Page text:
Lunch ladies

By Joe Stumpe | November 28, 2018

When members of the Thursday Afternoon Cooking Club first got together 127 years ago, they surely didn’t anticipate that some of their great-granddaughters would be carrying on the tradition today.

Yet that’s what has happened with the Wichita group, which is thought to be the oldest club of its kind in the United States. At least half of current members have a previous relative who belonged.

“It’s been a wonderful experience for me because my great-grandmother was one of the founders, and my grandmother was in the club as well,” said current president Barb Mohney. “It’s been nice to be a part of the family legacy and generational experience. And the women in the club, they’re just lovely people.”

This month, a book celebrating that legacy of family, female friendship and food is being released by local author Sondra Langel. Called Thursday Afternoon Cooking Club, it’s part cookbook and part history book, packed with recipes and stories, historic photographs and gorgeous new images by noted lensman Larry Schwarm.

Langel isn’t a club member, but she is friends of many who are and was granted access to the club’s huge stash of handwritten recipes, meeting minutes and other materials. 

Club members also spent a month with Langel in her kitchen, making sure the recipes in the book – some dating back to the club’s first years – still work for modern cooks.

“We set up my kitchen as a test kitchen,” Langel said. “Club members rotated through. Every morning three would come and we’d make one menu. We’d sit down and eat, have a glass of wine. Then another group would come in the afternoon. It was really fun, all of us together in the kitchen.”

As the book relates, the club was started in 1891 by a cooking teacher, Laura Spangler. The purpose was to teach cooking and the newly developing art of domestic science. Even though members were well-to-do and probably left most of the cooking to hired help, it was a housewife’s duty to manage the kitchen and be prepared to entertain. Like all members, Spangler went by her husband’s name – “Mrs. E.R. Spangler” – in club documents.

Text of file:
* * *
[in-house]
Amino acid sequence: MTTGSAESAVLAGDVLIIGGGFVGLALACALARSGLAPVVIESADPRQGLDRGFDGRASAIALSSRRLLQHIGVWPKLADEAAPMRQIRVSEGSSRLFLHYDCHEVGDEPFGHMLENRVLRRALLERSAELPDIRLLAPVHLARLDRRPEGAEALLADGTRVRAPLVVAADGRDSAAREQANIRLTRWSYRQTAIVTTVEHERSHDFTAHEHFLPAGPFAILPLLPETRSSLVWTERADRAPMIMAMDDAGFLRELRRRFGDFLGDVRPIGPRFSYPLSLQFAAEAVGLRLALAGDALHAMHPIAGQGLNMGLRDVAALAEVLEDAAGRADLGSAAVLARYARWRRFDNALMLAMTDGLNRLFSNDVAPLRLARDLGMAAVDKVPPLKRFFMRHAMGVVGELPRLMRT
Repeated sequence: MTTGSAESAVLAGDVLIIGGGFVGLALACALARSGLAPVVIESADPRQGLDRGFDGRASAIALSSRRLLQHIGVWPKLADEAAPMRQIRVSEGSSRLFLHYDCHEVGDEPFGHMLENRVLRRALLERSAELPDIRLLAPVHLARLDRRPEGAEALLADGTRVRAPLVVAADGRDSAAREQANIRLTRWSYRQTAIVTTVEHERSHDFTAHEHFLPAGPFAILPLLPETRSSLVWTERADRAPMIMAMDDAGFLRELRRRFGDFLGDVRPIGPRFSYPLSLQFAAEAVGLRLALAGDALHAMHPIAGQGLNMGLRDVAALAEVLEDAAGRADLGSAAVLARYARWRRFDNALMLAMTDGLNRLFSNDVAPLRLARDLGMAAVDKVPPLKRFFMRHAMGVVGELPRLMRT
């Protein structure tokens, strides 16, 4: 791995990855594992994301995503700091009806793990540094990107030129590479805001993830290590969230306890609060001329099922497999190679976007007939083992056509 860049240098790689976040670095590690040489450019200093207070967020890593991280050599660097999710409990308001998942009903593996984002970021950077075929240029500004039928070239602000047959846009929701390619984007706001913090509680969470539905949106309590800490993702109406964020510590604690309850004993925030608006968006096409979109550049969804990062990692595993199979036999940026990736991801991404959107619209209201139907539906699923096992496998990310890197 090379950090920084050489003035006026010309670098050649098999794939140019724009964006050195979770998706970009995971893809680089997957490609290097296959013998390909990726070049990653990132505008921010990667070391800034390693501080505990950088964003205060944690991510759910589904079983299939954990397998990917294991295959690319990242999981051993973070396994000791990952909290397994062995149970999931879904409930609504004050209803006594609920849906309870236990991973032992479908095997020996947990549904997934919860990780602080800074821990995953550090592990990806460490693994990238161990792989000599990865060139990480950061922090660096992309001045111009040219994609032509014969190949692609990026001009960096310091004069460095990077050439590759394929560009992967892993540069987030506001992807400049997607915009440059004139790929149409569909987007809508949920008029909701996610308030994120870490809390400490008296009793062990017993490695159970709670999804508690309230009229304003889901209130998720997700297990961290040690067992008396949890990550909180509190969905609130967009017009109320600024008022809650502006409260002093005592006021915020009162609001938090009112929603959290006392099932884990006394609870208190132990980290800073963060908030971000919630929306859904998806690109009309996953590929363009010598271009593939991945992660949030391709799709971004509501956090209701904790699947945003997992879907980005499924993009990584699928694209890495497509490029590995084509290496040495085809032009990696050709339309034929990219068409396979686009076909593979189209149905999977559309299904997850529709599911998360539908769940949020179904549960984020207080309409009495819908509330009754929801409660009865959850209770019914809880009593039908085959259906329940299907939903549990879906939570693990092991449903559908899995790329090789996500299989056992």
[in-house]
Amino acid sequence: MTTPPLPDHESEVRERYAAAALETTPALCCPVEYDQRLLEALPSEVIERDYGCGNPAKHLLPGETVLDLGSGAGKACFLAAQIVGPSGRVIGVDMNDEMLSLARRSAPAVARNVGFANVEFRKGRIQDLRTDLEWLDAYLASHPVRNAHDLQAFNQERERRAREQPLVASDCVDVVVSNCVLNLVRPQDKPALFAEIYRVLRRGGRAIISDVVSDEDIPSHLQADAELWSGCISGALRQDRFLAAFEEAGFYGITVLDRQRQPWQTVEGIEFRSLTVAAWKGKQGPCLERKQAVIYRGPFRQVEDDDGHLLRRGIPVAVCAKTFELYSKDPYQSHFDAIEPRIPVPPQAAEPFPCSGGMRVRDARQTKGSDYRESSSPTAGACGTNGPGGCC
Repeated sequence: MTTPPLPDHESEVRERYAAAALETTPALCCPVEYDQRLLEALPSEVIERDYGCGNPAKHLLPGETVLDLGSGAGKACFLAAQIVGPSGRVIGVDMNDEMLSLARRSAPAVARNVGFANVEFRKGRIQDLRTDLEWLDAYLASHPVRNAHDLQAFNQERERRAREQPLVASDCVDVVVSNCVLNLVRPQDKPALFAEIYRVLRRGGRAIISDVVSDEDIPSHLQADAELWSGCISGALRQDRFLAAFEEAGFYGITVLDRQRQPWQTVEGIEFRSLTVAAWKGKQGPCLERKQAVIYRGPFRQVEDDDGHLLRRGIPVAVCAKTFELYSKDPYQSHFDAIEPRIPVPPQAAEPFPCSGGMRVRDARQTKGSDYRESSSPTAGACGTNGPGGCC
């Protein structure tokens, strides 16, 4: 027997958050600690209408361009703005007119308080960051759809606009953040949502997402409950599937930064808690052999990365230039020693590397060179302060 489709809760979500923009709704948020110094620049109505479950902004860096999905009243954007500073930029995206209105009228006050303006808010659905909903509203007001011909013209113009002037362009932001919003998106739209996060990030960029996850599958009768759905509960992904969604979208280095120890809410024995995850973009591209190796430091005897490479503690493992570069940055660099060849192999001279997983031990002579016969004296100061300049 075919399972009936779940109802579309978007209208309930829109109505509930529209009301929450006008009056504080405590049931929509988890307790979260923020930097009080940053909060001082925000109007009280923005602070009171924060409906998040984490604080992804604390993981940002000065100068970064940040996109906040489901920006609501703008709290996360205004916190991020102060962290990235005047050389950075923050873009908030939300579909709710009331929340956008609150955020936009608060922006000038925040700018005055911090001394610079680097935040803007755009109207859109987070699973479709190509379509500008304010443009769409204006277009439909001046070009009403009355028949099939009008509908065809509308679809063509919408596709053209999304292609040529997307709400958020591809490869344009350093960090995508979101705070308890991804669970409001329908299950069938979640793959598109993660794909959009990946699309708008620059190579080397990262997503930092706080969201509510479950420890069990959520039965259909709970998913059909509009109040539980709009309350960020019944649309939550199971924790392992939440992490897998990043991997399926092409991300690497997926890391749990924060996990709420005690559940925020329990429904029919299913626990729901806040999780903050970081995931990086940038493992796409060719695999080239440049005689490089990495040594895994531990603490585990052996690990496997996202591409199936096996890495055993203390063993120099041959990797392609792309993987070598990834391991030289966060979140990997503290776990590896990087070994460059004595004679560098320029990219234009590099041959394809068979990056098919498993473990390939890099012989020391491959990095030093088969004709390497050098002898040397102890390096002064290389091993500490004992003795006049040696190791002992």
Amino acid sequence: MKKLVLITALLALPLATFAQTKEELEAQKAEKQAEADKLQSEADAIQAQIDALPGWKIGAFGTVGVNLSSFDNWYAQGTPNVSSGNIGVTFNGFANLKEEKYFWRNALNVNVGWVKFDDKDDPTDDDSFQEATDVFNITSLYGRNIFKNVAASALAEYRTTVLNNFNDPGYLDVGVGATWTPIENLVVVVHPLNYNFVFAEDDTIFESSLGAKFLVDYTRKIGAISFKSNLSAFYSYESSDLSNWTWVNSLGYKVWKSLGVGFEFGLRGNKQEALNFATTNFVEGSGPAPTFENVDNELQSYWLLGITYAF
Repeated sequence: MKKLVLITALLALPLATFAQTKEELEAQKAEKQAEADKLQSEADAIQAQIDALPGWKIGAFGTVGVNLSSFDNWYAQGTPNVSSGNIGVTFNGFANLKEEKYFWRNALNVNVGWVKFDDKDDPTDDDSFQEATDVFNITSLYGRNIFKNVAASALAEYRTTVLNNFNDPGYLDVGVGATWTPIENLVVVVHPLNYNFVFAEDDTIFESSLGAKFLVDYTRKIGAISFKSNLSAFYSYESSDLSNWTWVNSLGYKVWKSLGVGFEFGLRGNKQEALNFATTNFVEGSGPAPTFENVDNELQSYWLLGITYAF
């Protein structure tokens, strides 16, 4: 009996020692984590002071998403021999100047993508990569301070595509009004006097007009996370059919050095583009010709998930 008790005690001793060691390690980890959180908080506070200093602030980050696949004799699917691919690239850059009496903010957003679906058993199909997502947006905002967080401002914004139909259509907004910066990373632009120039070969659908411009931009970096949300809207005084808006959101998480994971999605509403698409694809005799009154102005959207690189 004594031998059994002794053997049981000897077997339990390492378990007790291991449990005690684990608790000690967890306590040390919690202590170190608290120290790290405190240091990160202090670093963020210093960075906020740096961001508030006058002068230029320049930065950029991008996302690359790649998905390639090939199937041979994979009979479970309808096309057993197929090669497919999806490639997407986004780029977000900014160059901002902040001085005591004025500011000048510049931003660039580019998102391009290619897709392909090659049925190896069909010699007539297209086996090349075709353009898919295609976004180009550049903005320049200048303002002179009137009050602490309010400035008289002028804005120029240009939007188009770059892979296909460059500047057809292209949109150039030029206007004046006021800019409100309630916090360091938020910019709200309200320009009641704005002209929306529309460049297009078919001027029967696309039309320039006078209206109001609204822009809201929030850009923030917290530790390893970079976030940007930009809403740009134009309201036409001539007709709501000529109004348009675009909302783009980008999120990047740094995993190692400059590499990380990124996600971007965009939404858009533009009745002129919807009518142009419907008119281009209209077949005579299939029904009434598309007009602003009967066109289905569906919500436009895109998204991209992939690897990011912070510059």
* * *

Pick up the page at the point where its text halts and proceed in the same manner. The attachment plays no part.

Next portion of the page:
Despite that, Langel writes, it would be wrong to assume the members weren’t women with minds of their own. Spangler, for instance, also belonged to the Hypatia Club, formed by Populist Party rabble-rouser Mary Elizabeth Lease. 

Another original member was Mrs. B.H. Campbell, Mohney’s great-grandmother. She became known as the “mother of the club,” serving as president 11 years and overseeing a cookbook it produced in 1922.

Early on, the club devoted many sessions to demonstrations of new cooking techniques and equipment. The very first demonstration was how to make angel food cake, which had just been invented a few years earlier.

“Ever since, the club has just loved angel food cake,” Langel said. “They have it maybe twice a year. 

The book chronicles how the club adapted to the times – for instance, simplifying its menus during World War I and donating the money that would have been spent on food to the Red Cross. The impact of self-serve grocery stores, electric appliances, World War II rationing, Betty Crocker and Julia Child on club members is covered. In 1965, Langel notes, the club’s minutes suddenly (and with no explanation) began referring to members by their own names.